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Revised Education Bill Debated In Pierre



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The chair of the Senate Education Committee knew the meeting was going to draw a crowd, so he moved the meeting to the largest conference room in the Capitol. But, even that didn't seem big enough for all the stakeholders who attended to see what lawmakers would do with HB 1234.

“Our school isn't broken--it's broke!" exclaimed Harrisburg School District Superintendent Jim Holbeck.

"A room divided" is probably the best way to describe Thursday morning's Senate Education Committee meeting. Whenever legislators discuss how they should fund schools, the fight comes out. This time it pits education lobbyist against education lobbyist.

"Our group likes the changes made to the math and science teacher section of the bill," said Mitch Richter with the United School Association. "We've seen the college incentives be successful in rural doctor recruitment and we're confident this bill will help fill the needs for areas we're experiencing."

"On behalf of the Sioux Falls School District, we believe that the very basis of the bill is what is flawed," said Dick Tieszen, a lobbyist for Sioux Falls Public Schools.

School superintendents offered conflicting opinions on HB 1234.

"There are no current incentive programs, in our schools, to let good teachers, great teachers know that they are doing a good job and make sure that they're financially rewarded for doing that job," said Joe Graves, superintendent of the Mitchell School District.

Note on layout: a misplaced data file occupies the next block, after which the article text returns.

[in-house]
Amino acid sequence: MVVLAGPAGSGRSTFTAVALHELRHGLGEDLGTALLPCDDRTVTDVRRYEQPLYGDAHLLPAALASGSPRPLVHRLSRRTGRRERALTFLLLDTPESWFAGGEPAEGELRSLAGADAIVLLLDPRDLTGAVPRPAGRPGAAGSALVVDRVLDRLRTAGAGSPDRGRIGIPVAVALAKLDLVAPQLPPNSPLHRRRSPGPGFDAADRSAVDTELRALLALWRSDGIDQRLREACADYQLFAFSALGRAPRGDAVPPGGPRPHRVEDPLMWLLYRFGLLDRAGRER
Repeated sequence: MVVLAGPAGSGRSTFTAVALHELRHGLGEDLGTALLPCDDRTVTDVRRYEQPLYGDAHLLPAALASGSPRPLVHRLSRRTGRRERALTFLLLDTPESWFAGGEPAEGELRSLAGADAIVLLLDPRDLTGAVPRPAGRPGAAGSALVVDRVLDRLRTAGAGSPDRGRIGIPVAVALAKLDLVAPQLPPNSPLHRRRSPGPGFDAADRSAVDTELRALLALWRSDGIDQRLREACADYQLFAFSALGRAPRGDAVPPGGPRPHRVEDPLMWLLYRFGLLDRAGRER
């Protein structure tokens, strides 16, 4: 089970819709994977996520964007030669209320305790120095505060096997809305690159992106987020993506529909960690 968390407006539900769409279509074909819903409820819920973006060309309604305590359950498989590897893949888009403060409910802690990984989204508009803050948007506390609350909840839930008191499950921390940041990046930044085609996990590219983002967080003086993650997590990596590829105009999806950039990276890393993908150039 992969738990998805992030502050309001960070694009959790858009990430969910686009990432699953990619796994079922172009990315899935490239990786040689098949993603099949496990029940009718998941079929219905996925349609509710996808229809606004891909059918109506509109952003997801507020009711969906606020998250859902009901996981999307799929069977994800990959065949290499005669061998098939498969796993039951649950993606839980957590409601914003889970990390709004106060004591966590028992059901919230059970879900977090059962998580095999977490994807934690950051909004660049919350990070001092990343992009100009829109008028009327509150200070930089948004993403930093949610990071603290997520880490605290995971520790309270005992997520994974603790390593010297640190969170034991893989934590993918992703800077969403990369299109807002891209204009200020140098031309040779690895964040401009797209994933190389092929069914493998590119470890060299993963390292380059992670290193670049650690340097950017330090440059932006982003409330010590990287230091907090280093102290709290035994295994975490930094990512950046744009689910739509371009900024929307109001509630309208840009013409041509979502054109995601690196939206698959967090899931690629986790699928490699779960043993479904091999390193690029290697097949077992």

"Most of the administrators in South Dakota are so short of money, they're willing to do just about anything to grab a hold of a little bit more in revenue so they can run their school," said Roger DeGroot, superintendent of the Brookings School District.

A Republican legislator eevn testified against his own governor--the creator of the bill.

"We have three different proposals we have wrestled with. I would like to ask that you kill this bill," said Sen. Stan Adelstein from Rapid City.

Before the morning is over the bill at hand is gutted, with more changes made. Instead of bonuses for math and science teachers, a scholarship is set up for those who would teach either subject for five years.

"It's a great improvement over the first two proposals in that area," said Sen. Todd Schlekeway (R-Sioux Falls).

School boards get to decide how to reward their top teachers, with options included to help them incentive hard to fill positions in any subject area. Continuing contracts remain a possibility for teachers to secure until 2016 and, even then, school boards can choose to keep their version of "tenure" in place.

The debate lasts hours and, for some legislators, like Sen. Mark Johnston (R-Sioux Falls) until the last second.

The debate over HB 1234 is far from settled. The full Senate will consider the bill Monday and, if they approve it, the House will take up this new version. If the two bodies don't agree, then leaders will appoint a conference committee with members from both sides to hammer out the details.

To read the new version of the bill, click here .
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